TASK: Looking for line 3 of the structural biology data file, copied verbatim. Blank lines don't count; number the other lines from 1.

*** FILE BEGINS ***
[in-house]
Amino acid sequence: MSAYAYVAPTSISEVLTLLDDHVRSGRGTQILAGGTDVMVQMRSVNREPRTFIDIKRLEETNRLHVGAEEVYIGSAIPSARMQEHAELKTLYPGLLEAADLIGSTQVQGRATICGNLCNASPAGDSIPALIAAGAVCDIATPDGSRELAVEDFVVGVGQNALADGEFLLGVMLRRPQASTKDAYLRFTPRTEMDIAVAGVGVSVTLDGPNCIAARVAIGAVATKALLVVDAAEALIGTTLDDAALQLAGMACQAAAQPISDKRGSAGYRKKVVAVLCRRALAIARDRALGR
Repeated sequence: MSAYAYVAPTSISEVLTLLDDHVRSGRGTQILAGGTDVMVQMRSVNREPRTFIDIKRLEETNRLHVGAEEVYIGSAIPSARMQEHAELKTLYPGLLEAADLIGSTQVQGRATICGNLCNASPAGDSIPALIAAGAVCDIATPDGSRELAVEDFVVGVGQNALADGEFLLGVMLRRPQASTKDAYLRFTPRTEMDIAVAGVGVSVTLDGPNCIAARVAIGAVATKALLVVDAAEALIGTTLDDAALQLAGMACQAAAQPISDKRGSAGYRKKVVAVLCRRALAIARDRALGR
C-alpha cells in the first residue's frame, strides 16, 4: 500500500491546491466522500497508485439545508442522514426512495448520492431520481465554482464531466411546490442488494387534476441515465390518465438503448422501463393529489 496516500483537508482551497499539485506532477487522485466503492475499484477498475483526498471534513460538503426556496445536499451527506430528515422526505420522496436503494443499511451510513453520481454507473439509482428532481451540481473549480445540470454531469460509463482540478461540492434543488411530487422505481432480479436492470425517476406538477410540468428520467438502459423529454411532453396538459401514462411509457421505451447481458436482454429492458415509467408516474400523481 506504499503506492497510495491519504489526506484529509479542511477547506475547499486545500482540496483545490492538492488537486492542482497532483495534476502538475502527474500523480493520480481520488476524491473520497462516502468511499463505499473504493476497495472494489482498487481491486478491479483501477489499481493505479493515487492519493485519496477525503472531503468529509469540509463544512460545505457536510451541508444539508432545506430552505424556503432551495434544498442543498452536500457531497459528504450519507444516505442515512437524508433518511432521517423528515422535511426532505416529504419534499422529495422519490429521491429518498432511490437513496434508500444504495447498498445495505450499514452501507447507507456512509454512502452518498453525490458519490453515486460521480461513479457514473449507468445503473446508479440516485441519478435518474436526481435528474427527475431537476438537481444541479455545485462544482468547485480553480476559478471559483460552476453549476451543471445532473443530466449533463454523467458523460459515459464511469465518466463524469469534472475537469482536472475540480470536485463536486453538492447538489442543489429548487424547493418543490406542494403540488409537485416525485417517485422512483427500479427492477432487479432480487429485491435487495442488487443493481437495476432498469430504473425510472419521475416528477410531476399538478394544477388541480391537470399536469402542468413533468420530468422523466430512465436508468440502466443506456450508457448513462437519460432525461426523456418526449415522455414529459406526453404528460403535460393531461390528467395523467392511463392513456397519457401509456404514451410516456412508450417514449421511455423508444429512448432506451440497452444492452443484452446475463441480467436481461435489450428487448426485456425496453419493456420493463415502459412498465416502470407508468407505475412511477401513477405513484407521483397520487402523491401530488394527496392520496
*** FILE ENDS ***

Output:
Repeated sequence: MSAYAYVAPTSISEVLTLLDDHVRSGRGTQILAGGTDVMVQMRSVNREPRTFIDIKRLEETNRLHVGAEEVYIGSAIPSARMQEHAELKTLYPGLLEAADLIGSTQVQGRATICGNLCNASPAGDSIPALIAAGAVCDIATPDGSRELAVEDFVVGVGQNALADGEFLLGVMLRRPQASTKDAYLRFTPRTEMDIAVAGVGVSVTLDGPNCIAARVAIGAVATKALLVVDAAEALIGTTLDDAALQLAGMACQAAAQPISDKRGSAGYRKKVVAVLCRRALAIARDRALGR